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Novak Djokovic deportation: Tennis star to spill on Australia visa drama

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Tennis champion Novak Djokovic has appeared for the first time since his deportation from Australia. And it came with some reveals.

Tennis superstar Novak Djokovic has promised to reveal his side of the story of the Australian Open drama after his first press appearance weeks after his deportation.

The 20-time men’s singles Grand Slam champion met with Serbia’s President Aleksandar Vucic in front of a throng of press overnight, describing the “unfortunate events in Australia” which “was at least unexpected, as it happened,” he said with a smile.

Since his deportation Djokovic has spent the last two weeks in Belgrade, but also in Montenegro.

“This is the first time I go public,” he said.

Djokovic thanked the President for the support, along with the Serbian people after “these circumstances that found me in Australia”.

He said their support has shown “that this connection will be like that forever”.

He has promised to deliver his side of the story “in more detail”, but told President Vucic: “I wanted to see you first of all because as a citizen of Serbia I felt a great need to thank you for the great support you gave me as President of Serbia.

“Although I was alone in detention in Australia and faced many problems and challenges, I did not feel lonely.

“You stood up and stood behind me and put yourself in a compromised political position, within the framework of international relations, and that is why I am extremely grateful. I will remember that.”

President Vucic hailed Djokovic for “glorifying our country” despite admitting that when receiving the call from the tennis star to give the news of his detention, he urged him to leave the country.

“And then I saw how persistent he is, how much he wanted to play, to fight on the sports field, to show on the sports field how much he is ready to fight not only for himself, but his country and show that he is better than others,” Vucic explained.

Djokovic arrived in Melbourne in early January but was deported ahead of the Australian Open after the Federal Court upheld Immigration Minister Alex Hawke’s decision to cancel his visa.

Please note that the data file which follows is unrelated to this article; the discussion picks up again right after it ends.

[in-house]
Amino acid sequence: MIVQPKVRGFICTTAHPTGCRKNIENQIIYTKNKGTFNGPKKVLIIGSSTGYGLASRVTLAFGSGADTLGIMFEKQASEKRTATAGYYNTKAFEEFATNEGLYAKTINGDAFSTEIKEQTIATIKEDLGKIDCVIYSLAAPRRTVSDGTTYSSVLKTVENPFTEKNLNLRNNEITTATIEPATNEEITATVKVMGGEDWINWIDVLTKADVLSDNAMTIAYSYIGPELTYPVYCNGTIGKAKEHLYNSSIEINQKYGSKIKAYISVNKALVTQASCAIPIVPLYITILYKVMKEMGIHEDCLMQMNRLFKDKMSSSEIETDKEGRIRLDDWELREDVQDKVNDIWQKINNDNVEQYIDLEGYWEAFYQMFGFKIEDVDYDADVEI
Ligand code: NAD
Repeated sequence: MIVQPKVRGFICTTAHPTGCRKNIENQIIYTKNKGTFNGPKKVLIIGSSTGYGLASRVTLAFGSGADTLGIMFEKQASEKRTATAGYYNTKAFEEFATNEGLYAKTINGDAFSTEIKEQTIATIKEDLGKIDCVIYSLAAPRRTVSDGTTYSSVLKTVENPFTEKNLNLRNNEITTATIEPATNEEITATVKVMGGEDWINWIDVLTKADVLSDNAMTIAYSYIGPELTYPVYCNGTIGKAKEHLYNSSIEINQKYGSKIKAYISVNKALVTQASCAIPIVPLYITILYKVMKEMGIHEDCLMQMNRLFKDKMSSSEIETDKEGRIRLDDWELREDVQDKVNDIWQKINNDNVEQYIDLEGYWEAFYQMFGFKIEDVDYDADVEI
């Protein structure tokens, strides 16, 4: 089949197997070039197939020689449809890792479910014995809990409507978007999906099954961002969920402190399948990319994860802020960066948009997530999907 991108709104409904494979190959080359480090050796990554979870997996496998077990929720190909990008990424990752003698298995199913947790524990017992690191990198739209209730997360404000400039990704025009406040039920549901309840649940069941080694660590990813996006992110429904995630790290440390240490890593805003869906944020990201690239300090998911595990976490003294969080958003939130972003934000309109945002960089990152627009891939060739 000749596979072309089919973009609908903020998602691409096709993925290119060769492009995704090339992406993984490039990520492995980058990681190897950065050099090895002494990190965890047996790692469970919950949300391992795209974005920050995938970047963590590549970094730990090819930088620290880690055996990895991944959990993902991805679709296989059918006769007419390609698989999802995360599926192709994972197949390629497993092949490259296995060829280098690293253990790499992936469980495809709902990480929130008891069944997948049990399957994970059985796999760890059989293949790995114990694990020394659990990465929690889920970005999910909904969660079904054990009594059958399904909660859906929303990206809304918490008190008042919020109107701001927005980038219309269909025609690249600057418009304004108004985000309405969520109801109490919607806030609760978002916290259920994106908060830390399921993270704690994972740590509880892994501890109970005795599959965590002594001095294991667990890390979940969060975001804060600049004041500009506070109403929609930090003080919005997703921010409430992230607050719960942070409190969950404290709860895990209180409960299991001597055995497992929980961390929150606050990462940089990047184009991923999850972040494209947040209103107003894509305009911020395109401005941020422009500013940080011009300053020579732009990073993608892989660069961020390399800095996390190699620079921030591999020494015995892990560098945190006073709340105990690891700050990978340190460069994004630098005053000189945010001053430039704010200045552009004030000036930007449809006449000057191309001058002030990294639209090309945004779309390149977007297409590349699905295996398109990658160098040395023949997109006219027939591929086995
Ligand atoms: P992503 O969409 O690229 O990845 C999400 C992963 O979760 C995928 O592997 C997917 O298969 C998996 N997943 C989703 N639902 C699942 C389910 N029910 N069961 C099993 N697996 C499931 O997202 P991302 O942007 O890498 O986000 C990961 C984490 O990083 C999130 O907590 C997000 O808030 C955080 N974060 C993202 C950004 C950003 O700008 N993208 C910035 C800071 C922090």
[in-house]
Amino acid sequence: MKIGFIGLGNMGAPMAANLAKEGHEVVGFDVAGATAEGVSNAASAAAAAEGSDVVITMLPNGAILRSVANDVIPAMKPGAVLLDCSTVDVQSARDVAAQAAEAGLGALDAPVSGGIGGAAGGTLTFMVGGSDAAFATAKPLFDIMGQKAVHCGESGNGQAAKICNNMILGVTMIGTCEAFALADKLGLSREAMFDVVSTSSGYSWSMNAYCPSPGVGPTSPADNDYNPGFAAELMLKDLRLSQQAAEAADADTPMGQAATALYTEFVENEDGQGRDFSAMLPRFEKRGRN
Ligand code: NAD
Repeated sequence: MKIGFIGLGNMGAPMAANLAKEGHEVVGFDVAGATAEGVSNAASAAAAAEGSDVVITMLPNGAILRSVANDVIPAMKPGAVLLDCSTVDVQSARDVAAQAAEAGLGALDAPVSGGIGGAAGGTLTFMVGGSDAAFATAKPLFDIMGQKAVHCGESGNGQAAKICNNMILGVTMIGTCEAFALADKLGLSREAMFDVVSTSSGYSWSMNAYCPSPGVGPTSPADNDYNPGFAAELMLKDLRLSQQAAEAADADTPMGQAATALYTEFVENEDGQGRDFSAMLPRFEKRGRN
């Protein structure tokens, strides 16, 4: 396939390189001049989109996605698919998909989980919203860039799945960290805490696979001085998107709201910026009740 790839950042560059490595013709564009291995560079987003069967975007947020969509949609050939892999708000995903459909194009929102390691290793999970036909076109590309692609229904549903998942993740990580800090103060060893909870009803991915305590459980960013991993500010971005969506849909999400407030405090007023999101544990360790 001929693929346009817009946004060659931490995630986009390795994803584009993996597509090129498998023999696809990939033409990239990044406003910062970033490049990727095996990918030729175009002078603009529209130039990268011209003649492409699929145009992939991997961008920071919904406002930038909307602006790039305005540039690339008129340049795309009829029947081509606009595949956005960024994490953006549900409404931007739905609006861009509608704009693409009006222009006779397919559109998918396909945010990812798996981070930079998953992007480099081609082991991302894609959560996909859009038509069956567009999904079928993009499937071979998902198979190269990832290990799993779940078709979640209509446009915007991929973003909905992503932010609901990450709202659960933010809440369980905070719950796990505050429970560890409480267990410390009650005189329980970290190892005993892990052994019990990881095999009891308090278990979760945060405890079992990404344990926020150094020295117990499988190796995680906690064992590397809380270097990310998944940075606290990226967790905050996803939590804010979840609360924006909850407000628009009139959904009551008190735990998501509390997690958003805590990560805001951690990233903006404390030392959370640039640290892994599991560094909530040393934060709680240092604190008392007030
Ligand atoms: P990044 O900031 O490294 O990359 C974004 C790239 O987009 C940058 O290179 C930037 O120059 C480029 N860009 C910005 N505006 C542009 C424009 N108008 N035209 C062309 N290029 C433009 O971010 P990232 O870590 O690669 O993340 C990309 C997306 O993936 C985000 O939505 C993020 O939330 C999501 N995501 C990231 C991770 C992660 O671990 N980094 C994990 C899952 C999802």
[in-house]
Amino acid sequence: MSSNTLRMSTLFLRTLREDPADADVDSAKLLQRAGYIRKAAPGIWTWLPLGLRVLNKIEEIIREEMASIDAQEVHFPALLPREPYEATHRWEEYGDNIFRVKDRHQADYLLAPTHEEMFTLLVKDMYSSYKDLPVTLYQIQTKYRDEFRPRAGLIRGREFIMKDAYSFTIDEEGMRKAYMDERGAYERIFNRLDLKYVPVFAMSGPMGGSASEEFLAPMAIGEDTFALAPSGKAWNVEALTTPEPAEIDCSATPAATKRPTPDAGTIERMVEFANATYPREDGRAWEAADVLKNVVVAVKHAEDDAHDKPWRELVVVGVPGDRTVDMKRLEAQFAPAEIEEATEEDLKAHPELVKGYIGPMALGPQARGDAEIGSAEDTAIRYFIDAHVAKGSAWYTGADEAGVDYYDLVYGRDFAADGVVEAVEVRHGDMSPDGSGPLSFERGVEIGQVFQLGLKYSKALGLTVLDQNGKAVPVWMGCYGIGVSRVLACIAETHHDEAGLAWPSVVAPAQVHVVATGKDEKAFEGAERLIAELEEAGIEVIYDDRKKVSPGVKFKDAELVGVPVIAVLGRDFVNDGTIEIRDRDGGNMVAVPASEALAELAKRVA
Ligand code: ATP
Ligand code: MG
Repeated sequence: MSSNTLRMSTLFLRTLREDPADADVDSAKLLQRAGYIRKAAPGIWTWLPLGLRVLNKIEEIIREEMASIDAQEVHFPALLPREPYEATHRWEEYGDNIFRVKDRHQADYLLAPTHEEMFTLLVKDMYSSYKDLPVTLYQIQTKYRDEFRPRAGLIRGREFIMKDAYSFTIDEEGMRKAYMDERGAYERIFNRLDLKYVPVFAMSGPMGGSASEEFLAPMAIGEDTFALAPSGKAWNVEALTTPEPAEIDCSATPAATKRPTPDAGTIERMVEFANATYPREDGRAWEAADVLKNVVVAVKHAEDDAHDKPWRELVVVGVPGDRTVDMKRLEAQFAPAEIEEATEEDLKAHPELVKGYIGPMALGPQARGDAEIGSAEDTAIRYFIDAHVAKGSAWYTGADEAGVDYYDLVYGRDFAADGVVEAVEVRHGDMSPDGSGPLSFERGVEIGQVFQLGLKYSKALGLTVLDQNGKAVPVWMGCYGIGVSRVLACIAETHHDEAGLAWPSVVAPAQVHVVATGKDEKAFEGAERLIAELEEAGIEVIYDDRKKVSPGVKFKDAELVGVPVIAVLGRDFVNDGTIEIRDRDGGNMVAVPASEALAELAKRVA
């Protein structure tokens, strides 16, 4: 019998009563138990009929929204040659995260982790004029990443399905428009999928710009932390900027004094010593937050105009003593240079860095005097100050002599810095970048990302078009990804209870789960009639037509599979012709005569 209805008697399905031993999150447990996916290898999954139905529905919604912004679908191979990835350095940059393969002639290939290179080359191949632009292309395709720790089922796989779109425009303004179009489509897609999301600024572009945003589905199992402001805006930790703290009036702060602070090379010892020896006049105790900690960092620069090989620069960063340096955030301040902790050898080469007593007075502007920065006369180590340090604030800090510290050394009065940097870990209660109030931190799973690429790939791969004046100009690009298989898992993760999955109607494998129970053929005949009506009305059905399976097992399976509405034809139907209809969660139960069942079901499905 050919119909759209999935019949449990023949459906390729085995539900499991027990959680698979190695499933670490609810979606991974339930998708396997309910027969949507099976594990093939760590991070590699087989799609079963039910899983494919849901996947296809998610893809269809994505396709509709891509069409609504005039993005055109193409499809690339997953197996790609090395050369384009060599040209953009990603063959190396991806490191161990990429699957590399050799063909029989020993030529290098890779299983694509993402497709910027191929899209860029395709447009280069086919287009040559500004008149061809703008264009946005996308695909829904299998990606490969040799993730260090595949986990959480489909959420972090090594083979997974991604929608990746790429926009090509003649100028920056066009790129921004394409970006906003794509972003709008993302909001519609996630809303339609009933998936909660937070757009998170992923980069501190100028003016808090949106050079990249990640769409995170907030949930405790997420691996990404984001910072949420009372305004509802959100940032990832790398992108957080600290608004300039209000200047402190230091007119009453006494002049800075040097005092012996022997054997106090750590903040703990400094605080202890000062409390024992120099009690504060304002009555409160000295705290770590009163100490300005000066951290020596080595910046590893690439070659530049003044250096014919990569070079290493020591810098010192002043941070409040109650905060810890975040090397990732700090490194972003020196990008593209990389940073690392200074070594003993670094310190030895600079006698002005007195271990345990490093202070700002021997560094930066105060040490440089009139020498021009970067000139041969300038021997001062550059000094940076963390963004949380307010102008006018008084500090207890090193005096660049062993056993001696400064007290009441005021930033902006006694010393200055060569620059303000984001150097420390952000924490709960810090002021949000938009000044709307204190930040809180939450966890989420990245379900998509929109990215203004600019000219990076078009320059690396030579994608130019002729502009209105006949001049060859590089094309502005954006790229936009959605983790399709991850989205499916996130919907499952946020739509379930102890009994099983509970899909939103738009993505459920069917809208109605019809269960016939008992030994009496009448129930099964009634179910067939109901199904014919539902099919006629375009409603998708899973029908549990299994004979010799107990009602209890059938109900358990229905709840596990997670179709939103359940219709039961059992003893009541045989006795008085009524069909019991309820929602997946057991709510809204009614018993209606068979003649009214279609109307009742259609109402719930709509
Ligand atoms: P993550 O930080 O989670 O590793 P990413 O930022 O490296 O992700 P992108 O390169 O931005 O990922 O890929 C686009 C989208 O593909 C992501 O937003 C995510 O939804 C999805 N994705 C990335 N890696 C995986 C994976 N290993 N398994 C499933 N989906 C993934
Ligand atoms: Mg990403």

The unvaccinated star and Tennis Australia believed the Serbian was eligible for a medical exemption to enter the country and compete, because he had been infected with Covid-19 in December.

A furious backlash erupted when news of Djokovic’s exemption was made public via an Instagram post and he was detained at Tullamarine Airport upon arrival, then subsequently spent time in hotel detention as his final legal challenge to stay in Australia fell through.

“For media representatives, I would like to add that since I did not advertise in public about the Australian events, this is the first time I go public,” Djokovic said overnight.

He urged, “please be patient”.

He said within the next 7-10 days he will address the situation “in more detail with my version of the story to everything that happened in Australia”.

Djokovic’s deportation meant he was unable to challenge for a 10th Australian Open crown and push ahead of Nadal and Roger Federer on the list of all-time men’s major winners.

The Big Three were level on 20 grand slams each at the start of the year before Nadal took the outright lead in Melbourne when he beat Medvedev in a thrilling five-set final.

President Vucic purred over Djokovic, telling the media “someone special and bigger than all of us is here today”.

“Thank you for representing our country with honour, courage and in the best way, and for doing so in the future. Thank you for the great fight you fought in Australia,” Vucic said.

A statement from the President’s office said “that the ladies were specially groomed, and all this shows that someone special and much bigger came.”

“It has never happened that we have so many people in the building, that all the secretaries, all bookkeepers, all cooks, janitors, came because they wanted to see Novak.

“He will beat them all, at Roland Garros, Wimbledon and the US Open. I predict that.”



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